DNA and the Serial Killer: Modern Tool for The Most Ancient of Crimes
Bruce McArthur, allegedly one of the worst serial killers in Canadian history, roamed the streets for years as his victims disappeared one by one.
How was he caught? One key factor was that a sample of his DNA was uploaded to Canada’s DNA databank when he was convicted assault causing bodily harm and assault with a weapon in 2003. He was ordered to provide a sample of his DNA, as are thousands of Canadians who each year are convicted of criminal offences.
This collection of DNA samples, now routine in Canadian courts, helped police to solve a series of unsolved murders committed against Toronto’s gay community.
When police locate DNA evidence at a crime scene, they can compare it to the DNA of known suspects (either because their DNA is already in the databank; by getting a court order for a DNA sample; or by obtaining it from the suspect voluntarily or secretly).
But when the offender is not a suspect or is unknown to police, having a database of the DNA profiles of thousands of criminal offenders is a helpful tool. Many cases have been solved by police having access to such a database; and many suspects have been cleared because their DNA does not match the sample the police have retrieved from the crime scene.
One reason that the database works is that it is a fact that many people who commit serious crimes are not doing so for the first time. And if they were apprehended and convicted in the past, a quick check of the DNA databank can result in previously unheard of efficiencies in the investigation of unsolved crimes.
DNA Orders are court orders that permit specialized law enforcement officers to take bodily samples, typically through a mouth swab for the purpose of adding the record of the offender’s DNA to the national database.
Given the significant effect on the privacy and security interests of the offender, only “designated offences” are eligible for DNA Orders. In addition, unlike the UK for example, where the police can take DNA like fingerprints upon arrest, in Canada only a convicted offender can be required to provide a DNA sample. The offence for which the DNA Order is sought must be either a “primary designated” offence, for which it is mandatory, or a “secondary designated” offence, for which it is discretionary.
Primary designated offences are divided into two categories. The first category comprises of mandatory DNA Orders under Section 487.051(1) of the Criminal Code of Canada. Some of these offences include incest, sexual interference, murder, and assault with a weapon or assault causing bodily harm. The sentencing hearing judge presiding before McArthur’s 2011 assault convictions was required to issue a DNA Order, as assault causing bodily harm was a designated offence for which a mandatory DNA Order was to follow.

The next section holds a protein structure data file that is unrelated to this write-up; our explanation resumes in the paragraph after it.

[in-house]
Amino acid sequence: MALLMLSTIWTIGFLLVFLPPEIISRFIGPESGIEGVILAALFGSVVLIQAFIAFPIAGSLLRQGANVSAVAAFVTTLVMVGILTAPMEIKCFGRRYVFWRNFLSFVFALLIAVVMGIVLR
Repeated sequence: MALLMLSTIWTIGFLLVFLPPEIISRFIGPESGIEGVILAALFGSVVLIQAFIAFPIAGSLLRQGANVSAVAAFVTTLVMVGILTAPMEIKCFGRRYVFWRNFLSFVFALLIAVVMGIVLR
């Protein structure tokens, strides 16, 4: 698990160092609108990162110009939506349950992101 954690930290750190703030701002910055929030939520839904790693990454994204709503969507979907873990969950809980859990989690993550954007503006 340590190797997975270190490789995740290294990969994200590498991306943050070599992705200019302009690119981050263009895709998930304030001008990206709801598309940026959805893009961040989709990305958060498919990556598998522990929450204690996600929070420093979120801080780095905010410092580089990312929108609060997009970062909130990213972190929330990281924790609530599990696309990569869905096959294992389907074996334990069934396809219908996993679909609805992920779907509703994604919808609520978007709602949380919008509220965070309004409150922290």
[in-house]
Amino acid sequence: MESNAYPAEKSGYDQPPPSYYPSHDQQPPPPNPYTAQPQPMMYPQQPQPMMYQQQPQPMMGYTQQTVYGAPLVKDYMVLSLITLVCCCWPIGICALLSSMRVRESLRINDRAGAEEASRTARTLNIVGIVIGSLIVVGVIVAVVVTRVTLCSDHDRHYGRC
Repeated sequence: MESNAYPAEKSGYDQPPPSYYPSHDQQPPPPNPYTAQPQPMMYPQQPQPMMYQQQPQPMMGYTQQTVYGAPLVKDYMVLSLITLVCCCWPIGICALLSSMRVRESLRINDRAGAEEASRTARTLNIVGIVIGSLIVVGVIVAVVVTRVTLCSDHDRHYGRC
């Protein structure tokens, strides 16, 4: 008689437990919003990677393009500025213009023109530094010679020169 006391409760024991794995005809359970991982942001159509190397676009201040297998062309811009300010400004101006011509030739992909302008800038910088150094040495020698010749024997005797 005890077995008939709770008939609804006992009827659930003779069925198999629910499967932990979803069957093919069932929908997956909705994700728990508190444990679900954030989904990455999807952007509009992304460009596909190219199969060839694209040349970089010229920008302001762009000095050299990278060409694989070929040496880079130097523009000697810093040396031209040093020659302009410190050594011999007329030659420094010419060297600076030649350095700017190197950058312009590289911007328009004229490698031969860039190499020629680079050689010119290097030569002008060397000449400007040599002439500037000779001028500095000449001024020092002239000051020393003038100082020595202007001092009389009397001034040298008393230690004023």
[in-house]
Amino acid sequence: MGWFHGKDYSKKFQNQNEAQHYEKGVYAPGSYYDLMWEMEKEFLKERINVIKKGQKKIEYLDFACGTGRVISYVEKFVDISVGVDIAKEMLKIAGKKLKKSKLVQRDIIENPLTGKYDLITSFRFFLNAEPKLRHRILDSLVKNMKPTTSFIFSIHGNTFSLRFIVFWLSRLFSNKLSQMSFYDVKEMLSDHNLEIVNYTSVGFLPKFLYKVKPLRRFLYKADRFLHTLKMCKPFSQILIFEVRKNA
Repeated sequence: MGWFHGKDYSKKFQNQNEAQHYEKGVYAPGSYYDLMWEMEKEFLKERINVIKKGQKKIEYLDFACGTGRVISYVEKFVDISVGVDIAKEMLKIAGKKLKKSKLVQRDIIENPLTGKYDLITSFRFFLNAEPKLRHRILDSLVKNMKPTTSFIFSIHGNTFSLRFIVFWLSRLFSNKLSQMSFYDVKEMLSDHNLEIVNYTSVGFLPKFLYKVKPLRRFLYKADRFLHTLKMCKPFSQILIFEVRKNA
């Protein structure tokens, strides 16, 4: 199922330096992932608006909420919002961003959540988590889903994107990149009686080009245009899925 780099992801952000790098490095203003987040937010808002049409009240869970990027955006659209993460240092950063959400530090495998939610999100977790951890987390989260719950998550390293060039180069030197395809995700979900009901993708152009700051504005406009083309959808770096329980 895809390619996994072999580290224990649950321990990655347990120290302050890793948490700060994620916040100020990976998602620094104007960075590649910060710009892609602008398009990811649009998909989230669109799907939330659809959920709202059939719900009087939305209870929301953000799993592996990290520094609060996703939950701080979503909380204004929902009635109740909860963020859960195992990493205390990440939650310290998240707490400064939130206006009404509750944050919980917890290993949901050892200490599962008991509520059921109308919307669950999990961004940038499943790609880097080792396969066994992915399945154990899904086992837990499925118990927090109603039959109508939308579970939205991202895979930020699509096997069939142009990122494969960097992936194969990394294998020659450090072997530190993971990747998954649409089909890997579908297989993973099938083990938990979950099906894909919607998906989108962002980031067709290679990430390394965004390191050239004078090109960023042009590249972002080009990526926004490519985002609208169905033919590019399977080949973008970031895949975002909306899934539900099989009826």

The second category of primary designated offences is sometimes referred to as a “presumptive” DNA Order. A DNA Order under this category can be made if the offence is listed under Section 487.04(a.1) to (d), except for (c.2) of the Criminal Code of Canada. Some of these offences include using explosives, hijacking, or trafficking persons. However, the court may refuse to make a DNA Order under this second category of primary designated offences where “if it is satisfied that the person has established that the impact of such an order on their privacy and security of the person would be grossly disproportionate to the public interest in the protection of society and the proper administration of justice, to be achieved through the early detection, arrest and conviction of offenders.”
Distinct from primary designated offences are those known as secondary designated offences. Pursuant to Section 487.051(3)(b) of the Criminal Code of Canada, DNA Orders can only be granted for secondary offences where the prosecution applies, and where the court is “satisfied it is in the best interest of the administration of justice to do so…” Examples of such secondary offences include indecent acts, criminal harassment or assault.
There are three factors for the court to consider when it comes to taking a DNA sample for a secondary designated offence: the particular criminal record of the offender; the nature of the offence; and the impact on the privacy and security of the offender.
The imposition of DNA Ordersserves multiple purposes and functions in the criminal justice system. They are intended to deter potential repeat offenders; promote a greater safety of the community; and serve effectively when a serial offender is at work, such as Bruce McArthur who is alleged to have committed multiple murders. DNA Orders can also assist in solving “cold crimes,” streamline investigations, and most importantly, assist the legally innocent by early exclusion from investigative suspicion(or in exonerating those who have been wrongfully convicted). In fact, most of the innocent people who were wrongfully convicted in Canada in recent decades were exonerated because of the science of DNA.
Criminal activity has always been part of the dark side of human history. But thanks to the science of DNA analysis, police and the courts have a tool to solve crimes and to ensure that only the guilty are convicted.